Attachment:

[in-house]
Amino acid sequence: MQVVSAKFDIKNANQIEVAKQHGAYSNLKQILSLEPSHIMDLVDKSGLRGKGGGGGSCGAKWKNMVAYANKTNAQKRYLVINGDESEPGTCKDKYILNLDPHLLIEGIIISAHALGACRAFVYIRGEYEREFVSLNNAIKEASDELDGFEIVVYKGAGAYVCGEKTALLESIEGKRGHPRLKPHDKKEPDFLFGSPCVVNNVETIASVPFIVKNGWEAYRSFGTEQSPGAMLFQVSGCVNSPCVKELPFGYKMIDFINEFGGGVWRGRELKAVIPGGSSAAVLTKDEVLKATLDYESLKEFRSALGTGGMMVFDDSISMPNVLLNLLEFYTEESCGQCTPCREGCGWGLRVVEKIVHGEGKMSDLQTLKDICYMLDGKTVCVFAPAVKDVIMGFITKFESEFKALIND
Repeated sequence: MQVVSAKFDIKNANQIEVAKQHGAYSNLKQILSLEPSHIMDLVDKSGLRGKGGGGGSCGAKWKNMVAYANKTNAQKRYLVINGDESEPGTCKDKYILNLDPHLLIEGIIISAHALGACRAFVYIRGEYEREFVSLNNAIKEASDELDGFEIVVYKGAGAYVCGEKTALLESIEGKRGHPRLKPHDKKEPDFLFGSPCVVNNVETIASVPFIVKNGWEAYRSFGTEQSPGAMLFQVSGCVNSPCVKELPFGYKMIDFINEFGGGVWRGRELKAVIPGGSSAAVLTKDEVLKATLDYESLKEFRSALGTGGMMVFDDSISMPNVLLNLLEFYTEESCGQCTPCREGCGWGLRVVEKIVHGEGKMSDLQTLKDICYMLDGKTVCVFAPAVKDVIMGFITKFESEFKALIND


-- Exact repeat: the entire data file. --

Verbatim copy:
[in-house]
Amino acid sequence: MQVVSAKFDIKNANQIEVAKQHGAYSNLKQILSLEPSHIMDLVDKSGLRGKGGGGGSCGAKWKNMVAYANKTNAQKRYLVINGDESEPGTCKDKYILNLDPHLLIEGIIISAHALGACRAFVYIRGEYEREFVSLNNAIKEASDELDGFEIVVYKGAGAYVCGEKTALLESIEGKRGHPRLKPHDKKEPDFLFGSPCVVNNVETIASVPFIVKNGWEAYRSFGTEQSPGAMLFQVSGCVNSPCVKELPFGYKMIDFINEFGGGVWRGRELKAVIPGGSSAAVLTKDEVLKATLDYESLKEFRSALGTGGMMVFDDSISMPNVLLNLLEFYTEESCGQCTPCREGCGWGLRVVEKIVHGEGKMSDLQTLKDICYMLDGKTVCVFAPAVKDVIMGFITKFESEFKALIND
Repeated sequence: MQVVSAKFDIKNANQIEVAKQHGAYSNLKQILSLEPSHIMDLVDKSGLRGKGGGGGSCGAKWKNMVAYANKTNAQKRYLVINGDESEPGTCKDKYILNLDPHLLIEGIIISAHALGACRAFVYIRGEYEREFVSLNNAIKEASDELDGFEIVVYKGAGAYVCGEKTALLESIEGKRGHPRLKPHDKKEPDFLFGSPCVVNNVETIASVPFIVKNGWEAYRSFGTEQSPGAMLFQVSGCVNSPCVKELPFGYKMIDFINEFGGGVWRGRELKAVIPGGSSAAVLTKDEVLKATLDYESLKEFRSALGTGGMMVFDDSISMPNVLLNLLEFYTEESCGQCTPCREGCGWGLRVVEKIVHGEGKMSDLQTLKDICYMLDGKTVCVFAPAVKDVIMGFITKFESEFKALIND